Some insurers will limit the benefit periods they offer to tradies to 2 or 5 years. Before settling for one of these it is important to check if a longer benefit period to age 65 is available using Compare Quotes.

Specified Injury Benefit

Working in a trade usually involves a high percentage of manual or “on the tools” work. Therefore there is a higher potential for injury due to accidents.

Given this, income protection policies which include a “Specified Injury Benefit” can be of particular interest to tradies. This benefit pays a set number of months benefit for certain specified injuries, such as a fractured elbow or collarbone. This benefit will be paid even if the insured person returns to work e.g. on light duties.

For example, under this benefit a carpenter may receive a set benefit of 2 monthly payments if he breaks his leg, even though he returns to work after one month off with his leg in plaster and performs office duties.

Most comprehensive income protection policies will have this feature but it is also included in some cheaper “Standard” or “Basic” policies. See Compare Quotes to find out which policies offer this benefit.

“Own Occupation” income protection

It is important for tradies to ensure that their income protection covers their “own occupation” i.e. their regular occupation. An “Any Occupation” definition leaves it open for an insurer to suggest that the tradie can perform an occupation other than the one they had before they fell sick or were injured. An “All Duties” definition would require the tradie to be incapable of performing all of the duties of their occupation plus those of any other occupation.

Many tradies are highly skilled and are paid commensurately. Without an “own occupation” definition of total disability, an insurer may require a return to work in an occupation which requires less skill and therefore is associated with a lower income.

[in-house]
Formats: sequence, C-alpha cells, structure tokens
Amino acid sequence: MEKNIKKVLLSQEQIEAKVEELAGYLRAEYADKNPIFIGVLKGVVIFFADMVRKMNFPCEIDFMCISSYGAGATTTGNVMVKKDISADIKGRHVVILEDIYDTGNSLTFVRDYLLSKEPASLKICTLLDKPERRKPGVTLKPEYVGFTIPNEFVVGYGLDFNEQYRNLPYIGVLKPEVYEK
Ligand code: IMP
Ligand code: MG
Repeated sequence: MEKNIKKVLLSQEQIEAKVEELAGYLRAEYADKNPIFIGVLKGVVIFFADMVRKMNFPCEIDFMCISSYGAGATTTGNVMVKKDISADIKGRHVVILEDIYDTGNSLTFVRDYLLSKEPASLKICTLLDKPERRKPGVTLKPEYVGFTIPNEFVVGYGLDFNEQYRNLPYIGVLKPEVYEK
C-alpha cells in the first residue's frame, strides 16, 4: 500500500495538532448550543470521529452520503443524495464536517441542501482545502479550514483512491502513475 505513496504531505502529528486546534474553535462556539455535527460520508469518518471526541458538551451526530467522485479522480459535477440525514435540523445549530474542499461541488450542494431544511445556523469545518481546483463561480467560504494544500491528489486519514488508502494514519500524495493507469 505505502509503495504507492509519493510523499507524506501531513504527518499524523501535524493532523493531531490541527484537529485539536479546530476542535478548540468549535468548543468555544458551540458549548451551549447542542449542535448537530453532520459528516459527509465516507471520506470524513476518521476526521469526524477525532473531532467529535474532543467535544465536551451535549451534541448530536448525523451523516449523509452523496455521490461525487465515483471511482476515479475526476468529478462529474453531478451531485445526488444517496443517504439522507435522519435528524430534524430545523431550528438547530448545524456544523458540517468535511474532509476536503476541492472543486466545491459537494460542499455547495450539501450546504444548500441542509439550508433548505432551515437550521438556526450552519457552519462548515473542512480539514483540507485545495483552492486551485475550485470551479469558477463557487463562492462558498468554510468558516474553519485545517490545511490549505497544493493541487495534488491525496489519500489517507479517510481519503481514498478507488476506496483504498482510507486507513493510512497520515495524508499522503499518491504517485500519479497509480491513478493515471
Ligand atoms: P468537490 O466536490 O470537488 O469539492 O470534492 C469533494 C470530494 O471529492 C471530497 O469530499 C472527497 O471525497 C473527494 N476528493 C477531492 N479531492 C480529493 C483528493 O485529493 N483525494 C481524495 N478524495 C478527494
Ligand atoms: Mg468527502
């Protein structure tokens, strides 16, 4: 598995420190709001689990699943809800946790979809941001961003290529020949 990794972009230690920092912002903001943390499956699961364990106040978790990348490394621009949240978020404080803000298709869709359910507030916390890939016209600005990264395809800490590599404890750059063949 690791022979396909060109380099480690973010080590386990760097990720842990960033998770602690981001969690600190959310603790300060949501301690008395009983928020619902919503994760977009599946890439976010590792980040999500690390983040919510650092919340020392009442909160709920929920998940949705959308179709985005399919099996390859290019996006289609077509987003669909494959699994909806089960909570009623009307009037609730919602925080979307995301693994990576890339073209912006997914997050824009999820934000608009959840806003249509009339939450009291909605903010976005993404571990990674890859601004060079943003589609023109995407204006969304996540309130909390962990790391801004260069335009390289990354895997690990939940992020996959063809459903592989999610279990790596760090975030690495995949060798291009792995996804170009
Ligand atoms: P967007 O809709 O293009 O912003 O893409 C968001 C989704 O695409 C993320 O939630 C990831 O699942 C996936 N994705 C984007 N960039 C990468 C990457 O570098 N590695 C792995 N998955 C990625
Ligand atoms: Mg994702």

Some policies may have an “Own Occupation” definition initially but if the illness or injury is long term the definition may be downgraded. Therefore it is important to check whether “Own Occupation” will apply for the whole of the benefit period when comparing policies using use Compare Quotes.

Guaranteed Renewable or Non-cancellable policies

Cheaper Accident and Illness policies sold by general insurance brokers are sometimes confused with income protection policies.  An important difference between these policies is that Accident and Sickness policies are not guaranteed renewable, whereas income protection policies generally are.

A policy that is guaranteed renewable is not able to be cancelled by the insurer as long as the premiums continue to be paid.  Without this feature, an insurer can refuse to renew a policy once a claim is paid.  This can be disastrous in the case of a recurring medical condition as it may not be possible to obtain cover from a new insurer for what will be considered a pre-existing condition.

Accident Option